David Denton
David's Review Corner, November 2016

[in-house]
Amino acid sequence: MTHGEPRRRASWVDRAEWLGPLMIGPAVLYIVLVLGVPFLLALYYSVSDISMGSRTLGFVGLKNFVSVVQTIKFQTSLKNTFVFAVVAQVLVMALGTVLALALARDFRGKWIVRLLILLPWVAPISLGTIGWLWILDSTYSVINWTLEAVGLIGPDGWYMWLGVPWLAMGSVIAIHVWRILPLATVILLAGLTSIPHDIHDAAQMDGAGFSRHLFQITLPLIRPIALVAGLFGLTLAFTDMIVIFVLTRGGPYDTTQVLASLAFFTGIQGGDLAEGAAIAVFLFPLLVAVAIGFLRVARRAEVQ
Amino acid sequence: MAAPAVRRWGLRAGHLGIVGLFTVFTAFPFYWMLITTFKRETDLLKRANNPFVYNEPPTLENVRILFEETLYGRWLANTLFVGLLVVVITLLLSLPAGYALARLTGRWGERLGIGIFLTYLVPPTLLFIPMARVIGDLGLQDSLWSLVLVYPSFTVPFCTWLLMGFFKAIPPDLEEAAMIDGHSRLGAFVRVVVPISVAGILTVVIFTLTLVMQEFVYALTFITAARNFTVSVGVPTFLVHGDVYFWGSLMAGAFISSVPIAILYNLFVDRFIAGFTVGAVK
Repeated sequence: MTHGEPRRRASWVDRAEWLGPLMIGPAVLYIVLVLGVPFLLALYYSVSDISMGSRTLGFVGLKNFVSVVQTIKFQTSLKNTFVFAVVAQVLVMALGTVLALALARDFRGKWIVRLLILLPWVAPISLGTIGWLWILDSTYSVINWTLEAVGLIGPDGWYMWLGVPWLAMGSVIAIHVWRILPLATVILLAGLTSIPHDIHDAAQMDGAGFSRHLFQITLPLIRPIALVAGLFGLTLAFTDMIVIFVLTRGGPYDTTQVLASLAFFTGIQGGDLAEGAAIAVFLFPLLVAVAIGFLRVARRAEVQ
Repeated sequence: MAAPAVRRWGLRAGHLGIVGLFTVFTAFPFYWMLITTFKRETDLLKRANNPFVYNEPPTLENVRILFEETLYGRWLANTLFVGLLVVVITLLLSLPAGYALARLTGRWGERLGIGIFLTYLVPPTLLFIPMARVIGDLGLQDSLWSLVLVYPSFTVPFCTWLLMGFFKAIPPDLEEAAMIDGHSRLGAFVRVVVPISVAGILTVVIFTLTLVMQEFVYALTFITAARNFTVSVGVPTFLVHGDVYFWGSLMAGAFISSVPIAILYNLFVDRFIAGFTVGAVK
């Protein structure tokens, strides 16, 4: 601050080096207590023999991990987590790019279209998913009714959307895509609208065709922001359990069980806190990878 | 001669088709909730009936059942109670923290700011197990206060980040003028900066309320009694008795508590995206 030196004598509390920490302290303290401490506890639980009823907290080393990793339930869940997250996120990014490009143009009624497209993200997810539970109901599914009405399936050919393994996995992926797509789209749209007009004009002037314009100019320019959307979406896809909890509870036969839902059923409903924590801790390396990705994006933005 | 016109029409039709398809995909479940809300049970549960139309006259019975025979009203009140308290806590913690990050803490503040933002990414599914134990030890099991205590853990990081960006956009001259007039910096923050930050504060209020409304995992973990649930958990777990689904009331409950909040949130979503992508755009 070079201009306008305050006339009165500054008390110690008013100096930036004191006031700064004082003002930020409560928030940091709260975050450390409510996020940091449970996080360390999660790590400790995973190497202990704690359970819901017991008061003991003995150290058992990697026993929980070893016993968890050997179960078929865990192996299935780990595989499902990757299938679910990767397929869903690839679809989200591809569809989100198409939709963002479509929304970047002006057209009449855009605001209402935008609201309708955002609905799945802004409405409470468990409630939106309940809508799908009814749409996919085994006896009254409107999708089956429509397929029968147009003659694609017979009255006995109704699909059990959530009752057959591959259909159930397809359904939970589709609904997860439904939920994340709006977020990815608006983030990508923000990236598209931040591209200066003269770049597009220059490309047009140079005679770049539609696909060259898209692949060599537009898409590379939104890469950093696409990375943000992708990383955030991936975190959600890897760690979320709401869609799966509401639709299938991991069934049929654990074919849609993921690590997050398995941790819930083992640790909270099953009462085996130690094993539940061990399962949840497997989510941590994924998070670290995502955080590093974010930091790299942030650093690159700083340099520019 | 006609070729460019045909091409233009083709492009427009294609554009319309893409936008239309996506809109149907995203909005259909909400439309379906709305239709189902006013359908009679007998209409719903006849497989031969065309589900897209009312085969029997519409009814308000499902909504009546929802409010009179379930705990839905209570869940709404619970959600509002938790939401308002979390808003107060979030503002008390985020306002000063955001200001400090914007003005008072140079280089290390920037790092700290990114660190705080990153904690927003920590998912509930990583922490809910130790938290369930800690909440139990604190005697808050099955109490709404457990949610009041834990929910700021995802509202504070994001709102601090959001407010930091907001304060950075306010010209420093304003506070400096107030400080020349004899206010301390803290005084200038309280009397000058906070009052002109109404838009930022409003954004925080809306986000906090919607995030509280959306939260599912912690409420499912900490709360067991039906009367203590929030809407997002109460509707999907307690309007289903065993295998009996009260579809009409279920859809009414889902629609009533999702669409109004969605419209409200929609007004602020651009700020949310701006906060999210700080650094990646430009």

Journey down some of the byways of Vaughan Williams vast output, the Suite of Six Short Pieces, in its original solo piano guise, apparently a world premiere recording. Though he was often to extract thematic material from the tone-poem, The Solent, for use in his later works, it is seldom heard in concert programmes, its 1903 date of completion placing it among his early scores. The title is the geographical name for a stretch of water that separates the small Isle of Wight from mainland southern England. Often choppy, it is here pictured in its most still and beautiful state. At much the same time Vaughan Williams was working on a Fantasia for Piano and Orchestra, a quite extensive score that for all its ready accessibility has never found a place in the repertoire. Its problem entirely resides in its lack of Englishness that was to become the composer’s trademark, and though its orchestration is imaginative, it offers no moments of solo virtuosity to attract modern-day pianists. You may well find a passing familiarity for the Suite of Six Short Pieces for Piano, the work becoming better known in its later version for string orchestra, the Charterhouse Suite. That leaves The Lark Ascending—the work that gives the disc its title—and by featuring the violinist, Jennifer Pike, it will have a ready market in the UK, Pike gaining enormous publicity when at the age of twelve she became the 2002 BBC Young Musician of the Year. Since then she has appeared on both sides of the Atlantic, the work featuring in her New York Carnegie Hall debut with the Chamber Orchestra of New York. The solo violin represents the bird in flight, the orchestra picturing an English pastoral suite below. There is an abundance of available versions, but this one is most attractive, Pike’s 1708 Matteo Goffriller violin, one of the world’s finest instruments. Unfussy sound from last year’s studio sessions, Salvatore Di Vittorio capturing the quintessential Englishness from his young orchestra. © 2016 David’s Review Corner